Indirect subsidies are those that arise from Wal-Mart’s health insurance policy, as more than half of that company’s employees are on public assistance programs, such as Medicaid.

In October 2011, Wal-Mart, after having told the public for months that it had upgraded its health care benefits for employees, rolled back its health care program by curtailing coverage for part-time workers and increasing premiums for full-time employees, citing rising costs.

“Walmart has one of the worst policies for health insurance in corporate America. … Walmart encourages employees to get on public assistance, medicaid and public housing to compensate for low wages,” according to an article on the HubPages website.

Keeping Wal-Mart at Arm’s Length
“Walmart continues its aggressive push to try to open stores in urban communities across the country, and concerned community members and elected officials are speaking out,” according to a post on the November 2011 Walmart Watch blog.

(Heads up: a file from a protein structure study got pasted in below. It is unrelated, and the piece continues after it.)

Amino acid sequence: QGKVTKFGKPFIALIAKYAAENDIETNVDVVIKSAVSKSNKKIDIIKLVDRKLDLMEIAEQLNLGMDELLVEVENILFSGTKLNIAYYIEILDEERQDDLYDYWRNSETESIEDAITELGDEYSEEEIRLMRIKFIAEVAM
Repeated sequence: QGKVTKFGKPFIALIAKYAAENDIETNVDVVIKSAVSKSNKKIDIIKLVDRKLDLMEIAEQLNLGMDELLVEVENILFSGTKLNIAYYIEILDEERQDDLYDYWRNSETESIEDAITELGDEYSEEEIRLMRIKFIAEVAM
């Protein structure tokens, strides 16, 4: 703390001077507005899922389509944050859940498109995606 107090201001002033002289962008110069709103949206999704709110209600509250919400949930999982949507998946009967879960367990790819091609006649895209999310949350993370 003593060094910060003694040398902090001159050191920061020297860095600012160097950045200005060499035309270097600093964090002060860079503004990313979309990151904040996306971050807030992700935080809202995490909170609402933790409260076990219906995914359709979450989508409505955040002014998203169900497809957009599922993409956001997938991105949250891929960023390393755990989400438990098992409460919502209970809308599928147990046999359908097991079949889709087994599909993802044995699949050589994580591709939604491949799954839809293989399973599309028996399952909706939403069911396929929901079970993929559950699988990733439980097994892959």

Websites and blogs have sprung up, discussing concerns about Wal-Mart opening a store in a given community. Opposition is growing to Wal-Mart opening six stores in the District of Columbia, according to media reports.

The Southern California Teamsters Joint Council 42 posted a “Say No to Wal-Mart” article on its website, with the latest update on Jan. 5, 2012, and the earliest entry from 2000.

The largest Dutch retirement fund, Algemeen Burgerlijk Pensioenfonds (ABP), announced on Jan. 6 that it would divest from Wal-Mart stores, citing continued violations of international labor standards. Wal-Mart lost an investor that had invested around $150 million in the company.

“Walmart is one of only five American companies to be blacklisted by the Dutch pension fund in 2012. (The other four companies are engaged in the production of clusterbombs),” according to an article on the Making Change at Walmart website.

Outside the United States, Wal-Mart, in addition to its direct competitor Carrefour SA, is excluded from India’s large retail market, despite being involved in getting India’s laws changed, according to Indian media reports.

Wal-Mart and Its Direct Competitors
Wal-Mart has been outpacing its four direct competitors; however, it has not driven them out of the market place.

Wal-Mart Stores Inc.’s consolidated financial statements from December 2011 show 2.1 million employees, a total of 9,600 stores in the United States and 27 countries worldwide, $422 billion in sales revenue, $17 billion in net profit, $71.3 billion in capital, and $109.4 billion in short- and long-term debt. Wal-Mart’s closing stock price on Jan. 24 was $61.39 per share.